We hope you’ll think of Civil Eats in your year-end giving.
This has been a big year for us. After our successful Kickstarter campaign late last year, we brought on a paid managing editor, started paying our contributors, and expanded our readership. We were named the James Beard Foundation’s 2014 Publication of the Year and two of our stories were included in Best Food Writing 2014. We’re also reaching more people than ever thanks to our new media partnerships with TIME.com, Harvest Public Media, and Bay Area Bites. Read More
For years, beef has been Public Enemy Number One for environmentalists and health advocates alike. Headlines warn that livestock production, particularly for cattle, poses the worst environmental risk than anything else in the world, and that eating red meat can substantially increase your chance of dying from heart disease or cancer.
If you’re like most good food advocates, calling for a drastic reduction in beef production is a no-brainer. Right?
Nicolette Hahn Niman, vegetarian rancher, environmental lawyer, and wife of Bill Niman, founder of the eponymous Niman Ranch, lays out a compelling case in her new book Defending Beef: The Case for Sustainable Meat Production. As she sees it, if we want to fight climate change, we may want to actually raise more cattle. Read More
One in 6 workers in the U.S. have food-related jobs; farmers, farmworkers, food processors, servers, and grocery store clerks are all part of the effort to get food to our plates. And yet, they are often invisible.
Five years ago, a handful of worker advocacy organizations came together to form the Food Chain Workers’ Alliance (FCWA) to help ensure that workers from the farm to the bodega have their voices heard. What started as a small coalition has grown to include 24 organizations that collectively represent nearly 300,000 workers along the food chain. Read More
Last Thanksgiving, the average American family spent $22 for a 16-pound turkey. That’s less than $1.40 a pound.
Yet slow food and small farm advocates argue it’s time we start paying more, closer to $10 a pound–or $100-$150 a turkey–if we want to address the many problems associated with factory farmed poultry. Read More
Most people know Eva Longoria as an actress, but she has also become a fierce advocate for our nation’s farmworkers.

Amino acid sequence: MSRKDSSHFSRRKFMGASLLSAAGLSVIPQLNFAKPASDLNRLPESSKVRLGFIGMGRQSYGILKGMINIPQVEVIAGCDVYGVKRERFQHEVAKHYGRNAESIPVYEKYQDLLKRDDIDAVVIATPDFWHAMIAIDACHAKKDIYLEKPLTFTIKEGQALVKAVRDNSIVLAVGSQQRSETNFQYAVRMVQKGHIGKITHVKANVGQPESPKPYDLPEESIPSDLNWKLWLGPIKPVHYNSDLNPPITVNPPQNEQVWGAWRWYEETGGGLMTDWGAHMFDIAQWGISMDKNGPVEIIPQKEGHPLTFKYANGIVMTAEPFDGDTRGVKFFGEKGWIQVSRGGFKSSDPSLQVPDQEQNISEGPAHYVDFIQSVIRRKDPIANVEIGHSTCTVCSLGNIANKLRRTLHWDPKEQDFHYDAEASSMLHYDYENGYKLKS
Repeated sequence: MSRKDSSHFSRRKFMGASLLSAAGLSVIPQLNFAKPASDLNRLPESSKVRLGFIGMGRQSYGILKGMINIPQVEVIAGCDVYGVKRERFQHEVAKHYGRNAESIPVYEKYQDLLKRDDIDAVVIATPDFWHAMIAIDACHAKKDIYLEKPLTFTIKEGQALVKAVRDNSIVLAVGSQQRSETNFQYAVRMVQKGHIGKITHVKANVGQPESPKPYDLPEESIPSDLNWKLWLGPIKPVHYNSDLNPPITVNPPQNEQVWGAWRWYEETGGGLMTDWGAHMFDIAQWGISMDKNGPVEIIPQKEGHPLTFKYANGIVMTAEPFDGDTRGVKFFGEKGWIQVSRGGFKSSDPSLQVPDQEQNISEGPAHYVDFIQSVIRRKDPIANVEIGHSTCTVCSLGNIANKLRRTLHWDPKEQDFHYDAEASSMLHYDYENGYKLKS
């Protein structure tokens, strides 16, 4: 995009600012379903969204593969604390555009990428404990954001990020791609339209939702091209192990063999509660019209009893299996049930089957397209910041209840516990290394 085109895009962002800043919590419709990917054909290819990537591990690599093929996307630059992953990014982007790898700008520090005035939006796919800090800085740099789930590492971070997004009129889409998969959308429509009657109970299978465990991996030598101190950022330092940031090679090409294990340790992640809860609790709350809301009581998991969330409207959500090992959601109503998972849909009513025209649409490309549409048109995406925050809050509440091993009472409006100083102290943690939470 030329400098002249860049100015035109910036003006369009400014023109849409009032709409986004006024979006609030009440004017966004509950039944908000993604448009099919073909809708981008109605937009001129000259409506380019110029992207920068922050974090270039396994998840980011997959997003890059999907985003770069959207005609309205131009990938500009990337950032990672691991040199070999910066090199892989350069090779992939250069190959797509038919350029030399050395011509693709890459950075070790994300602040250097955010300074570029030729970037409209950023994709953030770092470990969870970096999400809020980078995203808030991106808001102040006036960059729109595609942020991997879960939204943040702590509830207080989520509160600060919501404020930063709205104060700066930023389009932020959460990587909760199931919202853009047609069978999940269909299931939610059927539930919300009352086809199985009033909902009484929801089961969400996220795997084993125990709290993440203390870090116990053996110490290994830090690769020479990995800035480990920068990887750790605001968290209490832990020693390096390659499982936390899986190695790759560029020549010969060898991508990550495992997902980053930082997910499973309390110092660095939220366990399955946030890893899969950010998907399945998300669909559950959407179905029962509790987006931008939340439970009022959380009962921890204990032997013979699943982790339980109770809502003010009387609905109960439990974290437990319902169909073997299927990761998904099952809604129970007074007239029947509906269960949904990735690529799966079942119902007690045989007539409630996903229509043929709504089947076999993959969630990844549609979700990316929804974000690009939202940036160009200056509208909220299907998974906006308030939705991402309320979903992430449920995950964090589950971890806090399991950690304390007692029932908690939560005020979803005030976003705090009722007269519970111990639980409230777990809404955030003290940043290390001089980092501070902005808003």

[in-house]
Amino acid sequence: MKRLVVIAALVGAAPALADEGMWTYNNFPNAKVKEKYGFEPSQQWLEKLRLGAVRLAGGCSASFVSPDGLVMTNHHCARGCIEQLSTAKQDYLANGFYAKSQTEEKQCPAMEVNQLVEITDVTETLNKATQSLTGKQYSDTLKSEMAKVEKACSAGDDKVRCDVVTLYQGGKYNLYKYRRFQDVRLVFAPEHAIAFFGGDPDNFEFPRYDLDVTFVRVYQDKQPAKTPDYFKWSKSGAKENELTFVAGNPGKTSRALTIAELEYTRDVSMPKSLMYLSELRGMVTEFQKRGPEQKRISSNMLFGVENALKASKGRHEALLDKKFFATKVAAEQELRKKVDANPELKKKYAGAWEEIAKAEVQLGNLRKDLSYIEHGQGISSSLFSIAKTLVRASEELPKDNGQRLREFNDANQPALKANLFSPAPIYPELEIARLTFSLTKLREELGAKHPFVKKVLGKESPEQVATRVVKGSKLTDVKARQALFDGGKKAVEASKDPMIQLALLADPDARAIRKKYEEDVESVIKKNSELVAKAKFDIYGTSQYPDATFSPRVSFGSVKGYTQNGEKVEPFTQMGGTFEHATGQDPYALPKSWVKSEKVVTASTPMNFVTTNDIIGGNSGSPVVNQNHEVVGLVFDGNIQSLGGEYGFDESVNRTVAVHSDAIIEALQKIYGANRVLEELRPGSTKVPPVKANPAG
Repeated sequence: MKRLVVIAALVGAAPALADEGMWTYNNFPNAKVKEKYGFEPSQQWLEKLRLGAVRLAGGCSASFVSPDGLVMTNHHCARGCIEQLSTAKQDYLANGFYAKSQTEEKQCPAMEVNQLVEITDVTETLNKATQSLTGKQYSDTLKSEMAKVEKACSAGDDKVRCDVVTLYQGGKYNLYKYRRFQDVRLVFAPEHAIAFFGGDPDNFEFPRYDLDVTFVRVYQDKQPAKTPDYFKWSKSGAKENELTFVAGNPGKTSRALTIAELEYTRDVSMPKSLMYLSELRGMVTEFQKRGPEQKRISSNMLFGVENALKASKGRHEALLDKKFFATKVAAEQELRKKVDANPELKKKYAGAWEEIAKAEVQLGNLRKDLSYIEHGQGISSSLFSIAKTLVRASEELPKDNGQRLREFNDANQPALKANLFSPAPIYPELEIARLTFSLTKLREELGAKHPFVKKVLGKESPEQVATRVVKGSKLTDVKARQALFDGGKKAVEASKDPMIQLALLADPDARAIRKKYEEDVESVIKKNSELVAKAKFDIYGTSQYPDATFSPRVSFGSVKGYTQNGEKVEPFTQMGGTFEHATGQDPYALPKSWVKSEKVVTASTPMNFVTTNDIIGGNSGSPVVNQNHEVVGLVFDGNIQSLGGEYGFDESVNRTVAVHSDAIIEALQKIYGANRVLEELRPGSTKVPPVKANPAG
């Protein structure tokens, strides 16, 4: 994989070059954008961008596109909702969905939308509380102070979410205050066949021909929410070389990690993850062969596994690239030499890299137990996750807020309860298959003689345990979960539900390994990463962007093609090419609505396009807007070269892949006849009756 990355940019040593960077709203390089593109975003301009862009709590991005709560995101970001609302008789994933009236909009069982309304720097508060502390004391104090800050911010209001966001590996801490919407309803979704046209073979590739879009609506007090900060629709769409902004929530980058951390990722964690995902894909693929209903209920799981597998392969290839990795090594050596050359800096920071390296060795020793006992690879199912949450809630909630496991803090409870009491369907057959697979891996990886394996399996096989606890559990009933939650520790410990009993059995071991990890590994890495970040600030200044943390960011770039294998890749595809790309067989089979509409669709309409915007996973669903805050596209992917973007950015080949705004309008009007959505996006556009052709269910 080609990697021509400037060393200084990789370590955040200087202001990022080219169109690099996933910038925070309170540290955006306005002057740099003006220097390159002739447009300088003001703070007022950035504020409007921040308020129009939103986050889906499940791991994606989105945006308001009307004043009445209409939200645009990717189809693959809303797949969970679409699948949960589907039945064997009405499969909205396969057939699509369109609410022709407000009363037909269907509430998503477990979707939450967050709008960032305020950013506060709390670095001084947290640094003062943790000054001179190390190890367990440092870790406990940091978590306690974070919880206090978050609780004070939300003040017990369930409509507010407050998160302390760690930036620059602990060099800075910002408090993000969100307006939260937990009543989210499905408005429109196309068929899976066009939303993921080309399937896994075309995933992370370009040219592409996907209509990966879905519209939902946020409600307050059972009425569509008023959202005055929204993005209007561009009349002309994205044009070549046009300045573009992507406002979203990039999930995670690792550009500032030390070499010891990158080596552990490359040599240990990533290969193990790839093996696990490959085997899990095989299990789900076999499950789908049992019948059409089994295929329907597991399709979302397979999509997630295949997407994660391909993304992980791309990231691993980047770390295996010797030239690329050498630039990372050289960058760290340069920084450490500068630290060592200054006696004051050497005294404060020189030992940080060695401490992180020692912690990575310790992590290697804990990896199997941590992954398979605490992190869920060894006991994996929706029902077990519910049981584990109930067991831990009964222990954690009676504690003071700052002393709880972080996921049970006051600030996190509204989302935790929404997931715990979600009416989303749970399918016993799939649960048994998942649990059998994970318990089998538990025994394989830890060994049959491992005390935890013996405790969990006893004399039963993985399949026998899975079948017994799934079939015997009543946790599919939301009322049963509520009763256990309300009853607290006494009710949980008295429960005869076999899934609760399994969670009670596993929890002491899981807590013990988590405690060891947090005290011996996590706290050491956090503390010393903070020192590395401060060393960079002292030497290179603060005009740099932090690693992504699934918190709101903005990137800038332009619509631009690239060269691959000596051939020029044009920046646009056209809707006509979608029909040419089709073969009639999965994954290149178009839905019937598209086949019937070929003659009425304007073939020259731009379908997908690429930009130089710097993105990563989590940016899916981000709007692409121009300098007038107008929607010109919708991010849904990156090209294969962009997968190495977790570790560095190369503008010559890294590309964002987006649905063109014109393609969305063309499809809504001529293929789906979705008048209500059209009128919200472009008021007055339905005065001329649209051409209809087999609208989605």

Longoria also has cred in both food and politics. She owns Beso, a restaurant which opened in in Hollywood in 2008, and she is an active democrat. As co-chair of President Obama’s fundraising committee, Longoria created the Latino Victory Project, which raises funds for Latino candidates.
Along with Eric Schlosser, Longoria served as the executive producer of Food Chains, a documentary that focuses on the brutal conditions farmworkers face, and shines a light on migrant tomato pickers in Immokalee, Florida. Read More
Native American tribes have long shaped the food landscape in this country and many continue to be some of the most vocal advocates for sustainable food production and policies to promote better health for future generations. Below are three tribal nations working to preserve the land while building strong food businesses. Read More
We’re pretty sure you’re all as busy as we are, but take a break and get caught up here with this week’s food news.
1. 250,000 Farmworkers Protected from Deportation by Obama’s Executive Order (Politics of the Plate)
“The United States became a more food secure nation last night after President Obama issued an order that would prevent deportation of up to five million immigrant workers—including at least 250,000 who are toil in the fields to feed us,” writes Barry Estabrook on his site, where he includes United Farm Workers President Arturo Rodriguez’s comments from a press release: “The President’s action will allow at least 250,000 of America’s current professional farm workers who feed our nation to apply for temporary legal status and work permits. Read More
A few years ago, Sanjay Rawal was driving past a farm in Immokalee, Florida and he saw a group of migrant farmworkers toiling away in the fields. Later that evening, he drove by the same field to find the same group still hard at work. Meanwhile, the farm managers were eating at a separate facility nearby. “The segregation of these two communities shocked me. Almost next door to one another were these two eating facilities–one for whites one for ‘coloreds’. The ‘coloreds’ in this case weren’t African Americans, but farmworkers. It could’ve been 1911, not 2011.” Read More
When it comes to nutrition and public health, the U.S. can learn a lot from Latin America. Over the past year, Mexico, Brazil, and several other countries in South and Central America have passed some very progressive policies, often placing public health interests above those of the food industry. This is particularly impressive given the expensive politicking the food industry has engaged in in Latin America against public health policies. Here are five recent efforts we should all be watching: Read More
While the nation’s underpaid fast food workers have been making themselves and their demands very visible in recent years, a group of cooks and food servers in one of San Francisco’s most prominent Chinese restaurants have also been quietly charting a course to a better work environment.
Today, a group of employees at Yank Sing joins the Chinese Progressive Association (CPA) and several Bay Area legal groups to announce a historic $4 million dollar settlement and workplace agreement with the restaurant’s owners. Yes, you read that right: $4 million. According to the State Labor Commissioner’s office, this is the largest monetary wage settlement they have helped secure from a restaurant of this size.